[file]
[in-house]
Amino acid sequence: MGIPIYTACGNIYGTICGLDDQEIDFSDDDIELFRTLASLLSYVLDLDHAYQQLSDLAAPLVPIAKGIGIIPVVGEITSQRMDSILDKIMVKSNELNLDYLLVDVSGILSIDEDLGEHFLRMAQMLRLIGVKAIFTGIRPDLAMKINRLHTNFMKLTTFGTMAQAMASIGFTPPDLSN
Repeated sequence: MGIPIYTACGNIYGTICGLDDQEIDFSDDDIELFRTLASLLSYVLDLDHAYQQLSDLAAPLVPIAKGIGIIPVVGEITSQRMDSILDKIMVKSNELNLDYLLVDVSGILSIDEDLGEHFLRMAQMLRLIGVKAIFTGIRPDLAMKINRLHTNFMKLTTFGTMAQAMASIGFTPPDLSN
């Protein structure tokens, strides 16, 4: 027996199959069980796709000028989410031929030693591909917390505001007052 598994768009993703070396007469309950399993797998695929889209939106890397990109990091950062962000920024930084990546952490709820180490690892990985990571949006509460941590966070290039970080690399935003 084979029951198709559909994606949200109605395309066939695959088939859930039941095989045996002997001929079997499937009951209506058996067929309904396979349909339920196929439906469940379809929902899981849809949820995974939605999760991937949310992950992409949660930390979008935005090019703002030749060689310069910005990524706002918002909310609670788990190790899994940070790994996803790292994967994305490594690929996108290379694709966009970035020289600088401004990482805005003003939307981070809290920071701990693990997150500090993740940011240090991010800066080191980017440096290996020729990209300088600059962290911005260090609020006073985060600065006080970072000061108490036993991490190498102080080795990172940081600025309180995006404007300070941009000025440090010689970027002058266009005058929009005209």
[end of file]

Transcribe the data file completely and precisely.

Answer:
[in-house]
Amino acid sequence: MGIPIYTACGNIYGTICGLDDQEIDFSDDDIELFRTLASLLSYVLDLDHAYQQLSDLAAPLVPIAKGIGIIPVVGEITSQRMDSILDKIMVKSNELNLDYLLVDVSGILSIDEDLGEHFLRMAQMLRLIGVKAIFTGIRPDLAMKINRLHTNFMKLTTFGTMAQAMASIGFTPPDLSN
Repeated sequence: MGIPIYTACGNIYGTICGLDDQEIDFSDDDIELFRTLASLLSYVLDLDHAYQQLSDLAAPLVPIAKGIGIIPVVGEITSQRMDSILDKIMVKSNELNLDYLLVDVSGILSIDEDLGEHFLRMAQMLRLIGVKAIFTGIRPDLAMKINRLHTNFMKLTTFGTMAQAMASIGFTPPDLSN
């Protein structure tokens, strides 16, 4: 027996199959069980796709000028989410031929030693591909917390505001007052 598994768009993703070396007469309950399993797998695929889209939106890397990109990091950062962000920024930084990546952490709820180490690892990985990571949006509460941590966070290039970080690399935003 084979029951198709559909994606949200109605395309066939695959088939859930039941095989045996002997001929079997499937009951209506058996067929309904396979349909339920196929439906469940379809929902899981849809949820995974939605999760991937949310992950992409949660930390979008935005090019703002030749060689310069910005990524706002918002909310609670788990190790899994940070790994996803790292994967994305490594690929996108290379694709966009970035020289600088401004990482805005003003939307981070809290920071701990693990997150500090993740940011240090991010800066080191980017440096290996020729990209300088600059962290911005260090609020006073985060600065006080970072000061108490036993991490190498102080080795990172940081600025309180995006404007300070941009000025440090010689970027002058266009005058929009005209």